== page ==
#AfroTech: Silicon Valley's Negro League
When I was thinking about college, I didn't know what an HBCU was. That language was unfamiliar to me because in the Igbo, Nigerian household I grew up in, that language was never used. The first time I heard the term was at Texas A&M University, the school I would end up going to, which is everything but an HBCU.
I was deeply involved in one department at the school, called the Department of Multicultural Services (DMS, for short), which essentially became Minority Central on campus, where just about every black person came to kick it. With the black population on campus being less than 3%, it wasn't too hard to meet almost every black person on campus at one point or another. I met some of my best friends in college there, and even found a mentor in that department. For that reason, it will always carry a special place in my heart. It was definitely a thing.
I say all that to say, I was not prepared for the sensory overload—and incredible privilege—that it was to shoot the largest black tech conference in Silicon Valley—and the world, really. On November 10-11, 2017, Blavity hosted its second annual convention, Afrotech. It was here where I realized what it must have felt like to attend schools like Howard University, Hampton, FAMU, PVU or any other HBCU, for that matter.
In just about every context I'd been in after high school, the black population was in the single digits, or very close to it. It wasn't as if I didn't see black people, but they were always fewer and farther in between than everyone else I was seeing, such that when we did see each other, I made sure, as much as possible, to give the proverbial head nod, so they knew that I knew that they knew I saw 'em.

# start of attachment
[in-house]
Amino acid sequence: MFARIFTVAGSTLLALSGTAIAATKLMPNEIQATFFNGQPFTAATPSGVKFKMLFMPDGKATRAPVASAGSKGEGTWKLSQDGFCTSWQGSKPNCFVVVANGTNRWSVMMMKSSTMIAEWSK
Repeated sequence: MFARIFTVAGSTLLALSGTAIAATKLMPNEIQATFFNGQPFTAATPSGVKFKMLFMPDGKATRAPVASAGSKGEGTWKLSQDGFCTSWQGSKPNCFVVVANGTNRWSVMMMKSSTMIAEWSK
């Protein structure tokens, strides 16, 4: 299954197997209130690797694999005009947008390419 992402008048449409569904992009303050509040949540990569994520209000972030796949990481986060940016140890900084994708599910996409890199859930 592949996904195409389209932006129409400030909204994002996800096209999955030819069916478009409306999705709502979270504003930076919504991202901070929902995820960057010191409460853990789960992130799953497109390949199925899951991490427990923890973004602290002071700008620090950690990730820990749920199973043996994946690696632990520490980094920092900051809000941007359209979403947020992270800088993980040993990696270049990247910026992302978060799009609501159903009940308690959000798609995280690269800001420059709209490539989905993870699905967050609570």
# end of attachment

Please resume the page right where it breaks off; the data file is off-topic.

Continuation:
So there was something immeasurably satisfying about seeing so many people like me in one place, accomplishing things in places and spaces that I almost never traditionally see them. It left an imprint on my soul, and I left with a number of relationships that I hope last for decades to come. With Silicon Valley's challenge to embrace diversity in a meaningful way, this conference set a clear tone to dispel the myth that black tech talent is low or non-existent. It not only exists, its thriving, founding some of the most remarkable companies, some acquired by large corporations like Amazon, and others highly admired by creative communities all over the web.
And to think, the reason I found this conference was because of these lines in Jay-Z's song, "Legacy," off his latest 4:44 album:
TIDAL, the champagne, D'USSÉ, I'd like to see
A nice peace-fund ideas from people who look like we
We gon' start a society within a society
That's major, just like the Negro League
There was a time America wouldn't let us ball
Those times are now back, just now called Afro-tech
Call it "predestined."
Needless to say, I had the time of my life, and getting to contribute my photo-steez to Blavity, to help capture this moment, was an experience I won't soon forget. The staff was incredible.
So thank you, Blavity, for hosting a remarkable event. Here's to the next one!